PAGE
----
Subdural block and the anaesthetist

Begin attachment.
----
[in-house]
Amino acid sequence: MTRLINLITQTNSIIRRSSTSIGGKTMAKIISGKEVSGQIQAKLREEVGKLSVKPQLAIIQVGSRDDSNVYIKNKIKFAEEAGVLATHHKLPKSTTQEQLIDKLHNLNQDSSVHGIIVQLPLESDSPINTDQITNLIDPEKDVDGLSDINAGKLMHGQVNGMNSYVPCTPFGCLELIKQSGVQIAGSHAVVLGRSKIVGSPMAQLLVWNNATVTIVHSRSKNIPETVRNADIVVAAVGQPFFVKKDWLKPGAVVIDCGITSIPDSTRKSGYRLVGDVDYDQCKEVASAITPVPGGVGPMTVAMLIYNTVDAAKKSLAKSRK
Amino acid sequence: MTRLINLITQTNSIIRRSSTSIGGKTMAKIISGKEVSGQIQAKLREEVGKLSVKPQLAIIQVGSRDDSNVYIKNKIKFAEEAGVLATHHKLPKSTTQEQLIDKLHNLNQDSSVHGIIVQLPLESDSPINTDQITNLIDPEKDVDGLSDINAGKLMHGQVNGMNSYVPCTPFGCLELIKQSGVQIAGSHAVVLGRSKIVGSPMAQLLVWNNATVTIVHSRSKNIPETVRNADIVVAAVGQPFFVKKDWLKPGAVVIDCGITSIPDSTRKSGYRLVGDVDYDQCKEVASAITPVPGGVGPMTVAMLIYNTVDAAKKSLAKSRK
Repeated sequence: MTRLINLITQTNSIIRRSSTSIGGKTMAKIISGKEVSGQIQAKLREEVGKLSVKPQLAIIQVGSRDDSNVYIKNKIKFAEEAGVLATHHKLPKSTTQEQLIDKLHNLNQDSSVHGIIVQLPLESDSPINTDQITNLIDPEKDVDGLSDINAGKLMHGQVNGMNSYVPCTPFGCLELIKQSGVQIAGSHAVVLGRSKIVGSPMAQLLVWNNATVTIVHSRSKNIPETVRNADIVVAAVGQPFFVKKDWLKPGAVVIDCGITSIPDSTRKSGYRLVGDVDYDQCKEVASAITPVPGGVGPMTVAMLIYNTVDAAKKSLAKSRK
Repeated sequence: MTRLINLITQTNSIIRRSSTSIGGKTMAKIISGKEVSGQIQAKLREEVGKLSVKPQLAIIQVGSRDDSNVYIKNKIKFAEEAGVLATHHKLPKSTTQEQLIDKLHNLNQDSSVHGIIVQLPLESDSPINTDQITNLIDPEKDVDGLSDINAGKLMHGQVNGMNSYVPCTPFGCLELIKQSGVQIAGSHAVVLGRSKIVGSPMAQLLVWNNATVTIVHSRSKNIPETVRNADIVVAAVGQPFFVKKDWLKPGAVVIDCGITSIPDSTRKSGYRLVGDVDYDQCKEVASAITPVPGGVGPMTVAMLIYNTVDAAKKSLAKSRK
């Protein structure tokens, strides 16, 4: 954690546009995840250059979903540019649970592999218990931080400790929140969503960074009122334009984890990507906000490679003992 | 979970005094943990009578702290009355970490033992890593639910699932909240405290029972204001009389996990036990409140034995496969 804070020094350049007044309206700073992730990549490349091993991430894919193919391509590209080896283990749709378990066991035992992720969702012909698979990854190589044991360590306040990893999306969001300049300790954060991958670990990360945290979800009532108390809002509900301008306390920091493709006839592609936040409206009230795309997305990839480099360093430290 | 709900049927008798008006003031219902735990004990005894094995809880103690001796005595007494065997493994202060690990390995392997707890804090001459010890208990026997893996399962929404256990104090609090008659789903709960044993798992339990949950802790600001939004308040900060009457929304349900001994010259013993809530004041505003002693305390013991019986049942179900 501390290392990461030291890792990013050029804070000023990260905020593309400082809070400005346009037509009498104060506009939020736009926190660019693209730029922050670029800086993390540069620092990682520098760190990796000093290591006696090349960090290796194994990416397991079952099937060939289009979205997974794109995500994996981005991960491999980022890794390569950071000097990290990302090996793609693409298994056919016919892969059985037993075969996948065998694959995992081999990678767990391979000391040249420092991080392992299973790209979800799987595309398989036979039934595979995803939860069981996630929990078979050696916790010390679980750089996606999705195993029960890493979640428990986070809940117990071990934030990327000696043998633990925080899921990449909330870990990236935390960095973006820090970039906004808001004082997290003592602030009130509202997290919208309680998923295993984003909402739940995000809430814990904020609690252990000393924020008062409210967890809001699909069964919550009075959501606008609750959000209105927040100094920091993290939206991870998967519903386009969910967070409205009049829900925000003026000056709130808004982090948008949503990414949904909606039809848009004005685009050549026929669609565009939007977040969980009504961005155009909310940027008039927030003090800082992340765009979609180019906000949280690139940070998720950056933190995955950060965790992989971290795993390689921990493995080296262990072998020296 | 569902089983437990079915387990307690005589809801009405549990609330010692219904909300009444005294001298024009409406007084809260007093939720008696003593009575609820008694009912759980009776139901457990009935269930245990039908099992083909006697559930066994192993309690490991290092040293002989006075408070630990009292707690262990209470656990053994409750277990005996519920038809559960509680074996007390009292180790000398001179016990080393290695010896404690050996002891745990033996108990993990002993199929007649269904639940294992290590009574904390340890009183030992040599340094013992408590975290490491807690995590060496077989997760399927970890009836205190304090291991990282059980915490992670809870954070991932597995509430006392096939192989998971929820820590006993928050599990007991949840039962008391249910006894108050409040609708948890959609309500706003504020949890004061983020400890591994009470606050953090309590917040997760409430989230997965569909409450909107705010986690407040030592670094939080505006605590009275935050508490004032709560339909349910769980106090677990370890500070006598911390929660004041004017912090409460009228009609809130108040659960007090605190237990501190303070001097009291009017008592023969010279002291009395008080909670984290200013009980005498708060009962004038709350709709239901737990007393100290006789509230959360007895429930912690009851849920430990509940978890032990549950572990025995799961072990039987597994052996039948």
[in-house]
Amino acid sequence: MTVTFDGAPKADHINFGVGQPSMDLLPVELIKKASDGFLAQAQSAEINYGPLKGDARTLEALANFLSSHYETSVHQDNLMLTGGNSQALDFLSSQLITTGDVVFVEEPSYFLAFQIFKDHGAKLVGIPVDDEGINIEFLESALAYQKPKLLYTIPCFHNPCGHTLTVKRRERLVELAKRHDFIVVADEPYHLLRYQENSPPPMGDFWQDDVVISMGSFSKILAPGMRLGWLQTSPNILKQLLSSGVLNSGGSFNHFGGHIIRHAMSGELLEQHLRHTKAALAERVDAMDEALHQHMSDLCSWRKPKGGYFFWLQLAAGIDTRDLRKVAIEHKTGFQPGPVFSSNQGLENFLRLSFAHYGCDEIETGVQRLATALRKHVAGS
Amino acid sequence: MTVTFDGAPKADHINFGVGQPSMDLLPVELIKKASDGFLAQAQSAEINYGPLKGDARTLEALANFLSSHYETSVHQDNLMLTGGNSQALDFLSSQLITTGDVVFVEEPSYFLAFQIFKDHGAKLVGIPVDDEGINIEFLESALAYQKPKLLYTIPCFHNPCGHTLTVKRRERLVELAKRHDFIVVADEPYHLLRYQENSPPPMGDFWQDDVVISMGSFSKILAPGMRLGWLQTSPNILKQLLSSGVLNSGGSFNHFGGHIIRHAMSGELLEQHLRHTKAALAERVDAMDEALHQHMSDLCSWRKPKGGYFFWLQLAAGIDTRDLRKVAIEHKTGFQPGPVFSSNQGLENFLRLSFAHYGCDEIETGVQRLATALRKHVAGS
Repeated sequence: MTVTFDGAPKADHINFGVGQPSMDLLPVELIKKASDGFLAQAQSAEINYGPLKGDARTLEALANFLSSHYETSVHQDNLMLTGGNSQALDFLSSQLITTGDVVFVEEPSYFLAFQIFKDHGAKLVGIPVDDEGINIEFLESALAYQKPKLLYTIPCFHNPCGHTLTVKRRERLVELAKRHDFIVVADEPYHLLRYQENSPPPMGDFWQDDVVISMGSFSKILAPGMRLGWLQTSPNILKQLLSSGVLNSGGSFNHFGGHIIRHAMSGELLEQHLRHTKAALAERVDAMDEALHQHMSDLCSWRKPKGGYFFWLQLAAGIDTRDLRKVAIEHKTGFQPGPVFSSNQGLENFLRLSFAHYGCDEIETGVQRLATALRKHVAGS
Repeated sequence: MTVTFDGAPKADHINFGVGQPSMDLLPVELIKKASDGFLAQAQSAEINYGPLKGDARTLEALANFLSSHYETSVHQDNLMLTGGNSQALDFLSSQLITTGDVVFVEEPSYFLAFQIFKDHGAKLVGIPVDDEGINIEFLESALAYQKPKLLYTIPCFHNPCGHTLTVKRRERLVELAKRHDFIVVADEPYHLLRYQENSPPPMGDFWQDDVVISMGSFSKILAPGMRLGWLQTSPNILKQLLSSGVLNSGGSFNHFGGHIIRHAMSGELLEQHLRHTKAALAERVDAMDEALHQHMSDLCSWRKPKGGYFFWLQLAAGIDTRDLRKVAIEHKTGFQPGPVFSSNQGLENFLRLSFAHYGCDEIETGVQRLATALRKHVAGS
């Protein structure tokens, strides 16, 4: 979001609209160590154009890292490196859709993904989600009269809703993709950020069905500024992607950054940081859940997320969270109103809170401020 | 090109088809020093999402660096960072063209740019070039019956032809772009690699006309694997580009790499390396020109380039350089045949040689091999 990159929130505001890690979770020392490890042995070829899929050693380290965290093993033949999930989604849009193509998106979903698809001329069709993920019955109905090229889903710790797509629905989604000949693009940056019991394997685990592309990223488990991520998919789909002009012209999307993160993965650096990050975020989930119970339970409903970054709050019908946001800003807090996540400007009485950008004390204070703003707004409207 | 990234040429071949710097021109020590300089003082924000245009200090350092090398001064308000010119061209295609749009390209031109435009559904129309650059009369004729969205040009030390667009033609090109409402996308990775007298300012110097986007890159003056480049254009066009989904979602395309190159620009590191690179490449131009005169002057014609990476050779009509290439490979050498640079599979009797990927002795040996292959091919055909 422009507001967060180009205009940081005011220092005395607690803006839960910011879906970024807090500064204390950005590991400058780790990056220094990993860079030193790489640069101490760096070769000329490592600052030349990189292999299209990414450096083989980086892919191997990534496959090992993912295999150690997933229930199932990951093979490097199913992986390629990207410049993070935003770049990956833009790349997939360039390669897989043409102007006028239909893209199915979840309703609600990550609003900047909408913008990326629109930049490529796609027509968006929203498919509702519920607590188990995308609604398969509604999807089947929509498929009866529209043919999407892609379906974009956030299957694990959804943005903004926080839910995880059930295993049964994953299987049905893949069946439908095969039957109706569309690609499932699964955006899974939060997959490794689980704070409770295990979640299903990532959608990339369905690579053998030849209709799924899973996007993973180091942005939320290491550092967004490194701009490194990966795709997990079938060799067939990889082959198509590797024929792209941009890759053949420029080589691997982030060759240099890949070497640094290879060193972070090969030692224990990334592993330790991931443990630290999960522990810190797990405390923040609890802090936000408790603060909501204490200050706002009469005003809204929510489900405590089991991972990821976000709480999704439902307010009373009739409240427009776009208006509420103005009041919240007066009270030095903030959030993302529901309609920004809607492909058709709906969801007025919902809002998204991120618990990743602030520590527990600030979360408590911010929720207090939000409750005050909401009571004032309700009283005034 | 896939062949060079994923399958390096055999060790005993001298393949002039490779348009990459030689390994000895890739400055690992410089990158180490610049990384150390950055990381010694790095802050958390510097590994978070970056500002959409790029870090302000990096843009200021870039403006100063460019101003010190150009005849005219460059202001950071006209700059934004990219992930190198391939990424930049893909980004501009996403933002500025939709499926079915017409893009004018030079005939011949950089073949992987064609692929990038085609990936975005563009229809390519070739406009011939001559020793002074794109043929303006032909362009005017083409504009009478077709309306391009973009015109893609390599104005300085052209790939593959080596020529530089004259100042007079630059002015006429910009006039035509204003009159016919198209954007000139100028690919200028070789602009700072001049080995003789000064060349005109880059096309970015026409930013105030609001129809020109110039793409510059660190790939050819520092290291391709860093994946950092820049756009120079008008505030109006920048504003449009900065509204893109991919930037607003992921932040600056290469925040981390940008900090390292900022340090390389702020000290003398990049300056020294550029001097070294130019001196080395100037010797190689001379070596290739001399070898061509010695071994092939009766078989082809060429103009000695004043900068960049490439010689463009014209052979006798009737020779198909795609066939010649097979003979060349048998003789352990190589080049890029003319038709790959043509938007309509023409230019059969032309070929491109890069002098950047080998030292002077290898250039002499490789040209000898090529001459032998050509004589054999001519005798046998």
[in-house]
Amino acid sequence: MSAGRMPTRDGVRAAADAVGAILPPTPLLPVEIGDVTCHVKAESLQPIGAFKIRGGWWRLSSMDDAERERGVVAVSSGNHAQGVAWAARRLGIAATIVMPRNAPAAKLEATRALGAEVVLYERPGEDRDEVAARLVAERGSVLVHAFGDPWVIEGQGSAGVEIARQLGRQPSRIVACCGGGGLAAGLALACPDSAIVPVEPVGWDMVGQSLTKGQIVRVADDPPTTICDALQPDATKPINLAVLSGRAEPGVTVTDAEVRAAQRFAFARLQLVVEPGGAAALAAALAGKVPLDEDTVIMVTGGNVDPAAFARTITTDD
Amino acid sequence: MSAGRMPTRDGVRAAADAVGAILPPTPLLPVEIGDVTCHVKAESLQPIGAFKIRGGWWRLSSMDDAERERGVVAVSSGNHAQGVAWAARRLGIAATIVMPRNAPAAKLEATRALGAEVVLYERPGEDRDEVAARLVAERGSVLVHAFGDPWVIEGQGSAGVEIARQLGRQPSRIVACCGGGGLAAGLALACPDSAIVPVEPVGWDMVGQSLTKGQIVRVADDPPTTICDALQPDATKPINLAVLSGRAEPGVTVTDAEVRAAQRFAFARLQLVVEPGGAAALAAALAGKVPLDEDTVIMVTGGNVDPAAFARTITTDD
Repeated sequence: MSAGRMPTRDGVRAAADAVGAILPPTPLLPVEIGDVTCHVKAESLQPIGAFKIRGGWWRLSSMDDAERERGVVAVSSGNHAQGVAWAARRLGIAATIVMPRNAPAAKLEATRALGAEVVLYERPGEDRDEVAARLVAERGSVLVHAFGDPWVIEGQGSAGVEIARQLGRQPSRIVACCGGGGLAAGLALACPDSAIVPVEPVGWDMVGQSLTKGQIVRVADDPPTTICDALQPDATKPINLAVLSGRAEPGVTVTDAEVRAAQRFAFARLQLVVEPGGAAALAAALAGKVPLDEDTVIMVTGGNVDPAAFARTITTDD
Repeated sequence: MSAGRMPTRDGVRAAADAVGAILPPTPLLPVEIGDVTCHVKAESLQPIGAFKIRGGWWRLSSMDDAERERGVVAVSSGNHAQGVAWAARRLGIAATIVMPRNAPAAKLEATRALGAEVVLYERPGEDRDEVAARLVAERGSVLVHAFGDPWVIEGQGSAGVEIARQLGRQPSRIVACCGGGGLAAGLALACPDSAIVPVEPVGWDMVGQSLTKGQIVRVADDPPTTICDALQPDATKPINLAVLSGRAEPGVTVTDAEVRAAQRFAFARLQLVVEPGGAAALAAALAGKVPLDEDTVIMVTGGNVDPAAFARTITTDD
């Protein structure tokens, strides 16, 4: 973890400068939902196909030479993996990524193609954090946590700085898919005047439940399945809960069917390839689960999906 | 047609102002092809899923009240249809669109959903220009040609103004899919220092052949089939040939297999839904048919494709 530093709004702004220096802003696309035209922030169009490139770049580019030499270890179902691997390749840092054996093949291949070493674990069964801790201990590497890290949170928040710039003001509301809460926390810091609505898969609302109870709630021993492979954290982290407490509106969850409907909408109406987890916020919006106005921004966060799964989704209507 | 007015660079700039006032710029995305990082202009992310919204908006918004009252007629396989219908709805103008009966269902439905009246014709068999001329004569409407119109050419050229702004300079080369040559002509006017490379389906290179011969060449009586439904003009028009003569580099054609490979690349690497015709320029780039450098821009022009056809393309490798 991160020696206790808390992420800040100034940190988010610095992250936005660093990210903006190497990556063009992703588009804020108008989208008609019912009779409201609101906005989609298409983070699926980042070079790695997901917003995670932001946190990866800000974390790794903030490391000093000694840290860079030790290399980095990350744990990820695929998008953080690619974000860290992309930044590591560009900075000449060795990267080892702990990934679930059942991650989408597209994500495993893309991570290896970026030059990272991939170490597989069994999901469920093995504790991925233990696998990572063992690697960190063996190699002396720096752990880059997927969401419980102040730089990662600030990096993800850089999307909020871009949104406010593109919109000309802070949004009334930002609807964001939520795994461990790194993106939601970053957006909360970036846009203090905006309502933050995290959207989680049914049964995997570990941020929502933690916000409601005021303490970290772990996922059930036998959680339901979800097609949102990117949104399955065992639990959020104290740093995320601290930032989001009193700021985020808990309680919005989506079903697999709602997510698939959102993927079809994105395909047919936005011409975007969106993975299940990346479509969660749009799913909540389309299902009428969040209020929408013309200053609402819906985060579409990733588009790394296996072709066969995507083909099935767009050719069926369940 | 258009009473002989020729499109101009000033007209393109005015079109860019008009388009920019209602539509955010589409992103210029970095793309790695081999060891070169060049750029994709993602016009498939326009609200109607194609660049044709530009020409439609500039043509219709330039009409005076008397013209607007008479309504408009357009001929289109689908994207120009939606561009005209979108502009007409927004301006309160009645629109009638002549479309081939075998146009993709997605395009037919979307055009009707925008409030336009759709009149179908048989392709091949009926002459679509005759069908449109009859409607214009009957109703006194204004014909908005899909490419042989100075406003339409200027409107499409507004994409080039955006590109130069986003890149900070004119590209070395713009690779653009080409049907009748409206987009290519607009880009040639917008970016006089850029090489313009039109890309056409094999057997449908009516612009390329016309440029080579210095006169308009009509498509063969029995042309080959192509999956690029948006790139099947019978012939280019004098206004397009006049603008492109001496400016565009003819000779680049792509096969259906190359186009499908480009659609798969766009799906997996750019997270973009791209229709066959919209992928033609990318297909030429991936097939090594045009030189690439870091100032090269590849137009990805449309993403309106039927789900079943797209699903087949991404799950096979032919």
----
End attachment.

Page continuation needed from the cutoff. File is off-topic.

There are a number of case reports describing accidental subdural block during the performance of subarachnoid or epidural anaesthesia. However, it appears that subdural drug deposition remains a poorly understood complication of neuraxial anaesthesia. The clinical presentation may often be attributed to other causes. Subdural injection of local anaesthetic can present as high sensory block, sometimes even involving the cranial nerves due to extension of the subdural space into the cranium. The block is disproportionate to the amount of drug injected, often with sparing of sympathetic and motor fibres. On the other hand, the subdural deposition can also lead to failure of the intended block. The variable presentation can be explained by the anatomy of this space. High suspicion in the presence of predisposing factors and early detection could prevent further complications. This review aims at increasing awareness amongst anaesthetists about inadvertent subdural block. It reviews the relevant anatomy, incidence, predisposing factors, presentation, diagnosis and management of unintentional subdural block during the performance of neuraxial anaesthesia.